Web Statistics

One and Done: A Guide to Raising An Only Child Part I

August 8, 2014
One Year Old Parenting

Alice Kaltman, parenting coach and founder of Family Matters NY, sheds light on raising an only child.  Alice is THE voice of experience, so take notes.  

Members of the One and Done club are surrounded by friends with multiples, stressed by social pressure and bombarded with media images of large, happy families. So, it comes as no surprised that many parents of only children worry that their kids will feel deprived, lonely, and/or end up self-centered brats. Well banish those thoughts! I’m here as a parenting coach and parent of a well-adjusted only child to tell you that, if raised by thoughtful, engaged parents, only children turn out to be among the most creative, intellectual, and generous citizens of the planet. Below is a list of concerns many parents have, followed by tips on how to counteract those worries. Next week I will share links and testimonials I’ve gathered from parents of phenomenal only children for further reassure and support.

 

They will be lonely:

1) Make sure your only kid does lots of socializing. Schedule play dates, sign them up for enriching classes, get them out and about in the community. But don’t overdo it. Often only children are remarkably self-contained in a good way and thrive with some solitary play time, as independent play fosters greater self-reliance and creativity.

2) As they get older, consider including friends on certain trips and outings. This gives your kid the opportunity to ‘share’ you, to feel what it’s like to not have mommy and/or daddy all to themselves.

3) Most importantly, be playful and available yourself. If you’re not naturally playful the way your kid is (they’re sporty, you’re not. They’re artistic, you’re not) take a learning seat and let they guide you.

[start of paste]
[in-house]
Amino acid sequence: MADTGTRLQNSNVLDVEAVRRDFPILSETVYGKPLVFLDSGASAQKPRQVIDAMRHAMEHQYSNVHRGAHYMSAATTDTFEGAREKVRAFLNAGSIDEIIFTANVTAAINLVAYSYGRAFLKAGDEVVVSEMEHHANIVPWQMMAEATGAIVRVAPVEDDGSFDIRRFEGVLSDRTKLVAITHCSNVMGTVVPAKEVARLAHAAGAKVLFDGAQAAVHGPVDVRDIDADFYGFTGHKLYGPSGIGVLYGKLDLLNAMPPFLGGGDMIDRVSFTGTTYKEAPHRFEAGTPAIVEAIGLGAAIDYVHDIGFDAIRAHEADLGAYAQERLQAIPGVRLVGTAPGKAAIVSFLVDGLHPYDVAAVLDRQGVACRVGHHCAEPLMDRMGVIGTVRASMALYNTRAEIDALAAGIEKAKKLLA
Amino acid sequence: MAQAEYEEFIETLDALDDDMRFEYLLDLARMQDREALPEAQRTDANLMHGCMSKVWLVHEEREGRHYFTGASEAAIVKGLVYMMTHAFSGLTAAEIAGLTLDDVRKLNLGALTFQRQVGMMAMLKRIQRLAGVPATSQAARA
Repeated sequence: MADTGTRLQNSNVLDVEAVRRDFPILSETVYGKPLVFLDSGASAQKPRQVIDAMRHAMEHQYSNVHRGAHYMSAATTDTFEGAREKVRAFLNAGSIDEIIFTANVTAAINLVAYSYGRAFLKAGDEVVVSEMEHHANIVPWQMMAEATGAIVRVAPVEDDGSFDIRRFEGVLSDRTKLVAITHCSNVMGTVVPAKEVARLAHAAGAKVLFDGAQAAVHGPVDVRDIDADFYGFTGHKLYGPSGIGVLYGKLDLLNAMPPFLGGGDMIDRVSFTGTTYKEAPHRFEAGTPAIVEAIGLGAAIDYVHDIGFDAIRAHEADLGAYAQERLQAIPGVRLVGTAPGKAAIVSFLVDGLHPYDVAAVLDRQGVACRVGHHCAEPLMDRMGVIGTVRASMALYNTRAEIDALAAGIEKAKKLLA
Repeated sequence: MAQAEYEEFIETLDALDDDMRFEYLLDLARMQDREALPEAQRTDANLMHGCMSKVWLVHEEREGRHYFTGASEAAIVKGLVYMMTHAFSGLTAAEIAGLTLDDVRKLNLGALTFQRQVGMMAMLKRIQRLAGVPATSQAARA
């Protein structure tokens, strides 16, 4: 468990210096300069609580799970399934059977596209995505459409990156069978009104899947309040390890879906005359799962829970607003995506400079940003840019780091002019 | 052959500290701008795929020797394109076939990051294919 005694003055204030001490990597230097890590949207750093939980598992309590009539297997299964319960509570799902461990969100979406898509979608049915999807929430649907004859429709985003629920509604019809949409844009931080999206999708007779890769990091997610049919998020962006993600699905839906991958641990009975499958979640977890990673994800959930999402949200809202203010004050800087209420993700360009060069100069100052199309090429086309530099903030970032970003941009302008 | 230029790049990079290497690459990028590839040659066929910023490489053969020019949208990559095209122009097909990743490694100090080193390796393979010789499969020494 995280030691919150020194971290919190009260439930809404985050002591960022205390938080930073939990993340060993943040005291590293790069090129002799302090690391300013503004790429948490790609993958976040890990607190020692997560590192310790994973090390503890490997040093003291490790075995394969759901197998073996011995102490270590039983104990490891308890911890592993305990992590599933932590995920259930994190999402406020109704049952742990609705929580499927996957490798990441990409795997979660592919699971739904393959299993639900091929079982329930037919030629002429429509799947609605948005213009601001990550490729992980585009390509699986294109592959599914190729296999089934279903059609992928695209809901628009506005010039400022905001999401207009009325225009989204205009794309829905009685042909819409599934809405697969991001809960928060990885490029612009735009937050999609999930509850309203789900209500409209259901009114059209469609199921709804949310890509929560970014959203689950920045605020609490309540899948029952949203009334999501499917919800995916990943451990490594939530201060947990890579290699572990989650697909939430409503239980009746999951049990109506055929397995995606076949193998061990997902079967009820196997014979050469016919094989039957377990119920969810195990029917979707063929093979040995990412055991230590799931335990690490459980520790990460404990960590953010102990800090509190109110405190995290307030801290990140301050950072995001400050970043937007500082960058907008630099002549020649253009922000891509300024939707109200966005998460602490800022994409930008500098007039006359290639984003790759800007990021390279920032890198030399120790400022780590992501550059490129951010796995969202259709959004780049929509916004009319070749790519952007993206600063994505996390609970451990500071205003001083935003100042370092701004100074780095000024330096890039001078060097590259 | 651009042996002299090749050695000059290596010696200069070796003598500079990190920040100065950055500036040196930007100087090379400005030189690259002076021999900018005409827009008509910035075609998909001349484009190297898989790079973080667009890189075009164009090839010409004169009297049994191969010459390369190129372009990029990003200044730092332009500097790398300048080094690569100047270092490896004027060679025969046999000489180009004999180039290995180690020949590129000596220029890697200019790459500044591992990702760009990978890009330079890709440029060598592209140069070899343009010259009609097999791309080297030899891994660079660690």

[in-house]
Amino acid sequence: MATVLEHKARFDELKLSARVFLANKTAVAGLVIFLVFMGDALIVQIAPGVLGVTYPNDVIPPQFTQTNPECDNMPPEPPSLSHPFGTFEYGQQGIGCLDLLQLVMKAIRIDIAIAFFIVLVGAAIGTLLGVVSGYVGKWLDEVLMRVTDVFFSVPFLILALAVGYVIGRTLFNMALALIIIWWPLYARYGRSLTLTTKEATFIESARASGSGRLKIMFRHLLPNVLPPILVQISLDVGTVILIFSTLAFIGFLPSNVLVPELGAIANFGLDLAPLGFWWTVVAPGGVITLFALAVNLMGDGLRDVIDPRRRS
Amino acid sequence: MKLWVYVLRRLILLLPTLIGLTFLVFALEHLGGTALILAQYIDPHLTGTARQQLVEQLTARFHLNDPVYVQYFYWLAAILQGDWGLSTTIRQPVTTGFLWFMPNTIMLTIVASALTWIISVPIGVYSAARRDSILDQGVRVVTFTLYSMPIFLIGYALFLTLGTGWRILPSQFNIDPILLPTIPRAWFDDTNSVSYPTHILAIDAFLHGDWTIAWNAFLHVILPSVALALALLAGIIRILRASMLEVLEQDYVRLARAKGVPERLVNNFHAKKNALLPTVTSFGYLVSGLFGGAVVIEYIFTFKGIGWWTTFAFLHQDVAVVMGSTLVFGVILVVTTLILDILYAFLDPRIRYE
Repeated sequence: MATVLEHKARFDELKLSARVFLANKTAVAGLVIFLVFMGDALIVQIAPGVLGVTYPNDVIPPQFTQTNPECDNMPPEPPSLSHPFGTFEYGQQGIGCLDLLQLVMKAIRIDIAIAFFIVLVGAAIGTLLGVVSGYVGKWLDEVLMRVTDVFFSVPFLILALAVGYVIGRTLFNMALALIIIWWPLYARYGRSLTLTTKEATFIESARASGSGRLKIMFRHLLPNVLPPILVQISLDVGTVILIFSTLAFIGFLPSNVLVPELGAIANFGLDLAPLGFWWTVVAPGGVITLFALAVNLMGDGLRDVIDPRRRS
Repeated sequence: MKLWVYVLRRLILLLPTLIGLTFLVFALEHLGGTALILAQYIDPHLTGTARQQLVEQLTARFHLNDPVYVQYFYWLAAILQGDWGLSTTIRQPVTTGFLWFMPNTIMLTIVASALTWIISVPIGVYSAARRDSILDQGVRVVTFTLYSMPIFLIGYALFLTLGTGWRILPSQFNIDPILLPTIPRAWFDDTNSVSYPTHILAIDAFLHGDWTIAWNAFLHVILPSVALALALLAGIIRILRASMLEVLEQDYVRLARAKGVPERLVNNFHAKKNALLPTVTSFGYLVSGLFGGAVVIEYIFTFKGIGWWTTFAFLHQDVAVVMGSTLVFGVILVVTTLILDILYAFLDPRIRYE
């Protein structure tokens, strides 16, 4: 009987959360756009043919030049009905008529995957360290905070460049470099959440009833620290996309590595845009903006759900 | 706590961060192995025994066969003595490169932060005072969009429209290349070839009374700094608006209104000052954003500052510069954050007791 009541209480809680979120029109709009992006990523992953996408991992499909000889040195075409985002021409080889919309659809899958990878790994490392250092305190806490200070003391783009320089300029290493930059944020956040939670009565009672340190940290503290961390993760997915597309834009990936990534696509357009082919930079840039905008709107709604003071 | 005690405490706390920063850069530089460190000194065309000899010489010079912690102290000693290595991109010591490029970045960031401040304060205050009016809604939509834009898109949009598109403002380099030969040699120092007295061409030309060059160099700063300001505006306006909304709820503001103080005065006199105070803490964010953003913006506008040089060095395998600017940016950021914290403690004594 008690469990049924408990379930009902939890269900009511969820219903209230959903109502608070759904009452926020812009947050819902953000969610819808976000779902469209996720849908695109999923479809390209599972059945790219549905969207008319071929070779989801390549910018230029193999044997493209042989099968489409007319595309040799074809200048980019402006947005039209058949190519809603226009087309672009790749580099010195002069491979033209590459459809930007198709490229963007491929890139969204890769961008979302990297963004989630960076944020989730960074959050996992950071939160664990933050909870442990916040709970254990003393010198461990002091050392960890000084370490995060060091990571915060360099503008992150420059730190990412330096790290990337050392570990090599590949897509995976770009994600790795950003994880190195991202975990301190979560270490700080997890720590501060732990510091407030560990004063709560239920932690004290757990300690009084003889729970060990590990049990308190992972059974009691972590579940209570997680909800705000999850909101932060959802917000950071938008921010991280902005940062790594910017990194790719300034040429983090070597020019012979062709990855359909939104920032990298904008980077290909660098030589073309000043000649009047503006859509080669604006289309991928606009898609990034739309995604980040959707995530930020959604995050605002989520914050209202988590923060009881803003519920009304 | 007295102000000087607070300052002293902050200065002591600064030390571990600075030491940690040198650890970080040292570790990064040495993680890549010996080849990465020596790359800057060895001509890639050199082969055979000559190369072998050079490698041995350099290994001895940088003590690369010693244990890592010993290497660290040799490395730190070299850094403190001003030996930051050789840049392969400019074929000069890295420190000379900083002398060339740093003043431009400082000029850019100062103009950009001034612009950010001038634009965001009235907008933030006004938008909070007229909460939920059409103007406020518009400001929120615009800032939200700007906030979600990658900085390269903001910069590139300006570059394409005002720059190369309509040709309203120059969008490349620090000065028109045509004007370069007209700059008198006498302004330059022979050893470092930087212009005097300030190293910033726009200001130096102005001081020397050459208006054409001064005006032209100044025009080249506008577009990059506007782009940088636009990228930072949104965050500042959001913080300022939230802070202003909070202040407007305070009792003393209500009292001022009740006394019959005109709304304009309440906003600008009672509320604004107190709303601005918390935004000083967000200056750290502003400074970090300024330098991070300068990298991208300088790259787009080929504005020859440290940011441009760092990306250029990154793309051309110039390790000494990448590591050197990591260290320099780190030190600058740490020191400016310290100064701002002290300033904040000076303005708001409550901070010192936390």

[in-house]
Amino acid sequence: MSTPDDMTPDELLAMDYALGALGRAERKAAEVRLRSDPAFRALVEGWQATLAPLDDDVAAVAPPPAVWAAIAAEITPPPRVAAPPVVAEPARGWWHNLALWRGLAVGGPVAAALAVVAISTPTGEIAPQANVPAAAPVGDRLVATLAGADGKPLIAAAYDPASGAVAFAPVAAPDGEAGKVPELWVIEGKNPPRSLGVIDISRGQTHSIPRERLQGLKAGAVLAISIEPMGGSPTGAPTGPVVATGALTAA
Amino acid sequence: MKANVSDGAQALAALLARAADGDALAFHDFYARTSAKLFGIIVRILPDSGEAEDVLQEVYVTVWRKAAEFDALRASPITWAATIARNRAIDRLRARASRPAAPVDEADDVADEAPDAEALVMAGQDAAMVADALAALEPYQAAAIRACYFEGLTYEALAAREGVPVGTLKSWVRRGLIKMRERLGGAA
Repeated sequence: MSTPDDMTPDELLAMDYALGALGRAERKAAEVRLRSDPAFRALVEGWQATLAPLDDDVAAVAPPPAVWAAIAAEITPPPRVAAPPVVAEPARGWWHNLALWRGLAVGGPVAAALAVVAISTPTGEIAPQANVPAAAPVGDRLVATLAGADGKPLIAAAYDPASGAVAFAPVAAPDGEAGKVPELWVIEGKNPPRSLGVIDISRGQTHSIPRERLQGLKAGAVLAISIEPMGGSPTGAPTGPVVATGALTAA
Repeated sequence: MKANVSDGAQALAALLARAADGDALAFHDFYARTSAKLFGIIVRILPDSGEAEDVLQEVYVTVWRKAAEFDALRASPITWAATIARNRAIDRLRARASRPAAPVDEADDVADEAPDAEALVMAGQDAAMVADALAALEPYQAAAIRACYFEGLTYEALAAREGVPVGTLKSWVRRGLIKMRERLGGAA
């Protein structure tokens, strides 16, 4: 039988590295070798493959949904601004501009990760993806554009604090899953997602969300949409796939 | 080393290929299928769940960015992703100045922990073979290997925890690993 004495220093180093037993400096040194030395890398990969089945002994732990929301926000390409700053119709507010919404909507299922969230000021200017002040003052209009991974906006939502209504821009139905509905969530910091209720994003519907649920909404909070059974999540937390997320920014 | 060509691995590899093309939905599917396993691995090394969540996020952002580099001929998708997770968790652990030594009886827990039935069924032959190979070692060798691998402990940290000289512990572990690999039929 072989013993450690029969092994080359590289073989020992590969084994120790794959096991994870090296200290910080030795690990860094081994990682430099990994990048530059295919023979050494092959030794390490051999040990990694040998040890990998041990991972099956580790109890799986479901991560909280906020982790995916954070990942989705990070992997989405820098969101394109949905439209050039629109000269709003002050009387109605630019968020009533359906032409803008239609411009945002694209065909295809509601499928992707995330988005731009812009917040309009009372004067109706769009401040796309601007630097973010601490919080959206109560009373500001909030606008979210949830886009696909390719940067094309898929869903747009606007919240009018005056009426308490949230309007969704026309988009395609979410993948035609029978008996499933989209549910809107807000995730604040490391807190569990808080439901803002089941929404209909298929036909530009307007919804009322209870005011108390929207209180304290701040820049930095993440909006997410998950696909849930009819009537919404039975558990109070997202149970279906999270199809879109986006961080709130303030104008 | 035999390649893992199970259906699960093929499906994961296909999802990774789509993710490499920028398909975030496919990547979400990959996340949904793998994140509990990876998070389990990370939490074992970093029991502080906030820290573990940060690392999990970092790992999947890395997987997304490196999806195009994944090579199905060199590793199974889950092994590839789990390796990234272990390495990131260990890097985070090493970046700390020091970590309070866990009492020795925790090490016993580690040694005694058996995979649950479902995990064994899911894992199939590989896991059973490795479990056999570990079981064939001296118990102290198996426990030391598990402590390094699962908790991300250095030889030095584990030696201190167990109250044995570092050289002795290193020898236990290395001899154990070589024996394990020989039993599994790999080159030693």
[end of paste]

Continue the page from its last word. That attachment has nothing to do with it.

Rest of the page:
They will be socially less adept and adaptable:

1) As I said above: socialize early in play dates, play groups, and classes. Another good thing for only children is shared childcare. Day care or a shared babysitter might be good for your budget too.

2) Make sure to model and teach emotional awareness and compromise skills. Your kid should observe your ability to be socially adept and adaptable. You are their first and foremost role model.

They will be spoiled:

1) Avoid excessive gift giving.

2) Initiate age-appropriate chores early on.

3) Make sure to initiate delayed gratification. Don’t buy toys or offer rewards immediately, don’t let them have their way each and every time.

4) Have a separate, grown-up life! Go out and do stuff without them! Pursue your own interests.

They will feel deprived of siblings:

1) Almost all only kids go through a stage of wanting a sibling. This usually occurs when they themselves are quite young, when most of their friends have younger siblings, and when babies or toddlers look cute, like dolls or pets. Often it doesn’t last. Once the friends’ younger siblings start to annoy, the blush is off the rose. Wait it out. But also talk it out with your only so they feel heard.